Finding the Intersection Points
Line P(t) = P0 +t(P1-P0) Point on the edge Pei Ni  Normal to edge i Make sure D  0, or P1  P0 Ni D  0, lines are not parallel 1994 Foley/VanDam/Finer/Huges/Phillips ICG

Calculating Ni Ni for window edges Ni for arbitrary edges
WT: (0,1) WB: (0, -1) WL: (-1,0) WR: (1,0) Ni for arbitrary edges Calculate edge direction E = (V1 - V0) / |V1 - V0| Be sure to process edges in CCW order Rotate direction vector -90° Nx = Ey Ny = -Ex

Finding the Line Segment
Calculate intersection points between line and every window line Classify points as potentially entering (PE) or leaving (PL) PE if crosses edge into inside half plane => angle P0 P1 and Ni greater 90° => Ni D < 0 PL otherwise. Find Te = max(te) Find Tl = min(tl) Discard if Te > Tl If Te < 0, Te = 0 If Tl > 1, Tl = 1 Use Te, Tl to compute intersection coordinates (xe,ye), (xl,yl) 1994 Foley/VanDam/Finer/Huges/Phillips ICG

2D Transformations

2D Affine Transformations
All represented as matrix operations on vectors! Parallel lines preserved, angles/lengths not Scale Rotate Translate Reflect Shear Pics/Math courtesy of Dave UMD-CP

2D Affine Transformations
Example 1: rotation and non uniform scale on unit cube Example 2: shear first in x, then in y Note: Preserves parallels Does not preserve lengths and angles 1994 Foley/VanDam/Finer/Huges/Phillips ICG

2D Transforms: Translation
Rigid motion of points to new locations Defined with column vectors: as 1994 Foley/VanDam/Finer/Huges/Phillips ICG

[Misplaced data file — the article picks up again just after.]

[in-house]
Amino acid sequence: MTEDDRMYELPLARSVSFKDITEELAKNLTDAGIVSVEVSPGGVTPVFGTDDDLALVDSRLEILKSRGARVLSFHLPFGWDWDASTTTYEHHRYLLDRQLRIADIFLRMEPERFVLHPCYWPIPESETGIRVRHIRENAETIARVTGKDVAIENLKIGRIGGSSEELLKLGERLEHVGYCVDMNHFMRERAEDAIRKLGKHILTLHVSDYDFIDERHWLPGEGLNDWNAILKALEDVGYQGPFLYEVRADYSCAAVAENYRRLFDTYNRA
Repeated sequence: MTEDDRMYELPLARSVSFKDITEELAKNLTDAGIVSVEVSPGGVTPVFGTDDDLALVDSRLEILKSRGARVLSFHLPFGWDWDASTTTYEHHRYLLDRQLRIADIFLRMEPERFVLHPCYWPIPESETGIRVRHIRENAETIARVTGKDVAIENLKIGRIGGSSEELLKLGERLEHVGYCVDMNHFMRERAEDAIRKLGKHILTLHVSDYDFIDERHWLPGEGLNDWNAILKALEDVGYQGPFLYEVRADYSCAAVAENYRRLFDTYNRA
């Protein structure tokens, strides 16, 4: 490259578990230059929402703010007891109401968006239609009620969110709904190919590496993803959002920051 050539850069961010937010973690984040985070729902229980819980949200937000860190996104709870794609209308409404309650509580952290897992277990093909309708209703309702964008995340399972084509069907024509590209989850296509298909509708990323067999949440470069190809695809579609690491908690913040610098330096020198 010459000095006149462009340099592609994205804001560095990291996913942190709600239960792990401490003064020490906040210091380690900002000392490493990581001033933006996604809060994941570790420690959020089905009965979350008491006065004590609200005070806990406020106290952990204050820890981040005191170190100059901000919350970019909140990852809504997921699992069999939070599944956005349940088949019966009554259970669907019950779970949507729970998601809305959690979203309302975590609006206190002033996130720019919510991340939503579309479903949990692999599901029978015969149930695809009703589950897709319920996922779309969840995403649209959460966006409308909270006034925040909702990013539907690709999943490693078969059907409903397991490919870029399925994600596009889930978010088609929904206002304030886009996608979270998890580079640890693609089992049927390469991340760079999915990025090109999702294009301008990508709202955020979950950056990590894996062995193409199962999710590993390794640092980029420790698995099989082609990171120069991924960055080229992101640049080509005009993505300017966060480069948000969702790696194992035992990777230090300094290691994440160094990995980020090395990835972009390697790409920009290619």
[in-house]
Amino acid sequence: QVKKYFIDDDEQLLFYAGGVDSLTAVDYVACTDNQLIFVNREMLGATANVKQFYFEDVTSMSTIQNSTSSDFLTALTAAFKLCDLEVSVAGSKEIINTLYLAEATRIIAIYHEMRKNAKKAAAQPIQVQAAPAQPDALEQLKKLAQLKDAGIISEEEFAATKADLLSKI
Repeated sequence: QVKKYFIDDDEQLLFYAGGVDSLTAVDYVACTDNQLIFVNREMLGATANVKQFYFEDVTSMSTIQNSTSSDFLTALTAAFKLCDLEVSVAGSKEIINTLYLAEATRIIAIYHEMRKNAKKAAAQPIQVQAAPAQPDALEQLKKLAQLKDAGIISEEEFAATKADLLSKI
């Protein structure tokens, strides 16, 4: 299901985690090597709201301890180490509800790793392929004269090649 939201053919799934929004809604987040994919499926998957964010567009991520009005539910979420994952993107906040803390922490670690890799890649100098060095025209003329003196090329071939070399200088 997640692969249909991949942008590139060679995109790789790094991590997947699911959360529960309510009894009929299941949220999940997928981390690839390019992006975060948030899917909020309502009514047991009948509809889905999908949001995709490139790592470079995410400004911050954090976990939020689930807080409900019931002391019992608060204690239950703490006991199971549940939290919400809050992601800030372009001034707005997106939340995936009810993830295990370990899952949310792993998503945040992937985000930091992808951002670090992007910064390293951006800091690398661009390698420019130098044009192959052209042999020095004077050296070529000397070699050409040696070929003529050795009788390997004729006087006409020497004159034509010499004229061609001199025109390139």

2D Transforms: Scale Stretching of points along axes: In matrix form: or just: 1994 Foley/VanDam/Finer/Huges/Phillips ICG

2D Transforms: Rotation
Rotation of points about the origin Positive Angle: CCW Negative Angle: CW Matrix form: or just: 1994 Foley/VanDam/Finer/Huges/Phillips ICG

2D Transforms: Rotation
rcos( + ) rcos() Substitute the 1st two equations into the 2nd two to get the general equation 1994 Foley/VanDam/Finer/Huges/Phillips ICG

Homogeneous Coordinates
Observe: translation is treated differently from scaling and rotation Homogeneous coordinates: allows all transformations to be treated as matrix multiplications Example: A 2D point (x,y) is the line (x,y,w), where w is any real #, in 3D homogenous coordinates. To get the point, homogenize by dividing by w (i.e. w=1) 1994 Foley/VanDam/Finer/Huges/Phillips ICG

Recall our Affine Transformations
Pics/Math courtesy of Dave UMD-CP

Matrix Representation of 2D Affine Transformations
Translation: Scale: Rotation: Shear: Reflection: Fy=

Composition of 2D Transforms
Rotate about a point P1 Translate P1 to origin Rotate Translate back to P1 T P’ = T  P 1994 Foley/VanDam/Finer/Huges/Phillips ICG

Composition of 2D Transforms
Scale object around point P1 P1 to origin Scale Translate back to P1 Compose into T P’ = T  P 1994 Foley/VanDam/Finer/Huges/Phillips ICG

Composition of 2D Transforms
Scale + rotate object around point P1 and move to P2 P1 to origin Scale Rotate Translate to P2 P’ = T  P 1994 Foley/VanDam/Finer/Huges/Phillips ICG

Composition of 2D Transforms
Be sure to multiple transformations in proper order! P’ = (T(R(S (T P)))) P’ = ((T (R (S  T))) P) P’ = T  P

Programming assignment 1
Implement Simplified Postscript reader Implement 2D transformations Implement Cohen-Sutherland clipping Generalize edge intersection formula Generalize DDA or Bresenham algorithm Implement XPM image writer